So I’m a democratic socialist. That’s what I am and I believe in those values so I’m running as such. What I will say is that I had all of the members and the membership behind me. Certain people believe that because I’m too young, it’s not a race I should be doing. They said the same thing about AOC, they said the same thing about Tiffany Cabán. We’re so involved in the movement that it doesn’t matter. I still believe in those values because those values are near and dear to me.
DSA is an organization that puts effort and energy into campaigns. I think that if it wasn’t me because I was “too young,” maybe it could’ve been someone else and we could at least build something in Manhattan. When people think about New York in general, they think about Manhattan. So you want a presence in this borough especially coming into this city-wide election.
Talk about what it means to have bold, progressive women of color taking leadership.
I think it shows the power we have and inspires other people to do the same. And it shows that you don’t need to meet a certain standard to be a leader in your community or run. It shows that when women of color run, they uplift their communities, they uplift their families. It’s really important now that we’re seeing all these issues, especially those that came out of the death of Breonna Taylor, or seeing this pandemic where single mothers have had it really hard because they had to take care of their children but they have to work.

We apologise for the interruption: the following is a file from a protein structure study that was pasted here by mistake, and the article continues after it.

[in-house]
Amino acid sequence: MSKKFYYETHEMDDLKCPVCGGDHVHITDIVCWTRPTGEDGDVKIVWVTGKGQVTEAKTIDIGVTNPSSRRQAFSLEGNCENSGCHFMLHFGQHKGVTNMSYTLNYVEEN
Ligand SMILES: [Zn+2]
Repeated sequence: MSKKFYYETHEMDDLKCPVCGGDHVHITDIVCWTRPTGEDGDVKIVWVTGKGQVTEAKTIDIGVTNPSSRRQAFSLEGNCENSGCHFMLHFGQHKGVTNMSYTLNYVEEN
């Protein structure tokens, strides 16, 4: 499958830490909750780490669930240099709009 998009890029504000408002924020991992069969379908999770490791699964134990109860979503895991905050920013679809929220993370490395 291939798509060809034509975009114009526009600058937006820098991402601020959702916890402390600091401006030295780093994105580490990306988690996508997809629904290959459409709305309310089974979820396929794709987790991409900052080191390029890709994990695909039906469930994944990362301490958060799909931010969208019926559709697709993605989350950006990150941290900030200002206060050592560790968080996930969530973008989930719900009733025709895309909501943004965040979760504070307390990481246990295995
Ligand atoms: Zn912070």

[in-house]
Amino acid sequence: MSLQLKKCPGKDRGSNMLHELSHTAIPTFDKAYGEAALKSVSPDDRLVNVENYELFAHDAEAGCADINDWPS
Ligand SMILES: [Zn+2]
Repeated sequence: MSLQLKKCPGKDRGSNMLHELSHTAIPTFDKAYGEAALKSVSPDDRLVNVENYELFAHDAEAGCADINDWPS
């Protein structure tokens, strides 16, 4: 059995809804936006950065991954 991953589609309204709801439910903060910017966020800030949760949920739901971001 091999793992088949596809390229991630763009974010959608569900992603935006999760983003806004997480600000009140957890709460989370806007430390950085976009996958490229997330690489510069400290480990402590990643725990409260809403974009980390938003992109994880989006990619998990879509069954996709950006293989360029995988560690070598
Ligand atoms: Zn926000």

We come with a set of experiences that other people just don’t come with. We’ve seen what it means to be a woman of color in society where we’re often ignored because we’re just not good enough. We’re often left out of the conversation because we’re not supposed to be there, or we’re supposed to be quiet. But it’s time to say no to that. It doesn’t matter who you are, you should be in these positions if you want to.
Right now, people do not feel inspired, do not feel like they have the power in their hands to do anything for their community. But they are the most powerful to go enact that change. I’m running to co-govern, I’m running to work with everyone and build this movement. It’s just not about me or any one individual. It’s about a lasting change and a movement we can create for people who come after in the future.
Would you say this is a very local extension of the idea of a “political revolution” central to both of Bernie Sanders’ presidential campaigns?
It is absolutely a local extension of a political revolution. We’re building that at the national level but at the same time, without even noticing it, we have been building it at the local level. This race right here, it’s that extension of the political revolution in District 7.
Rob Katz contributed to this article.‘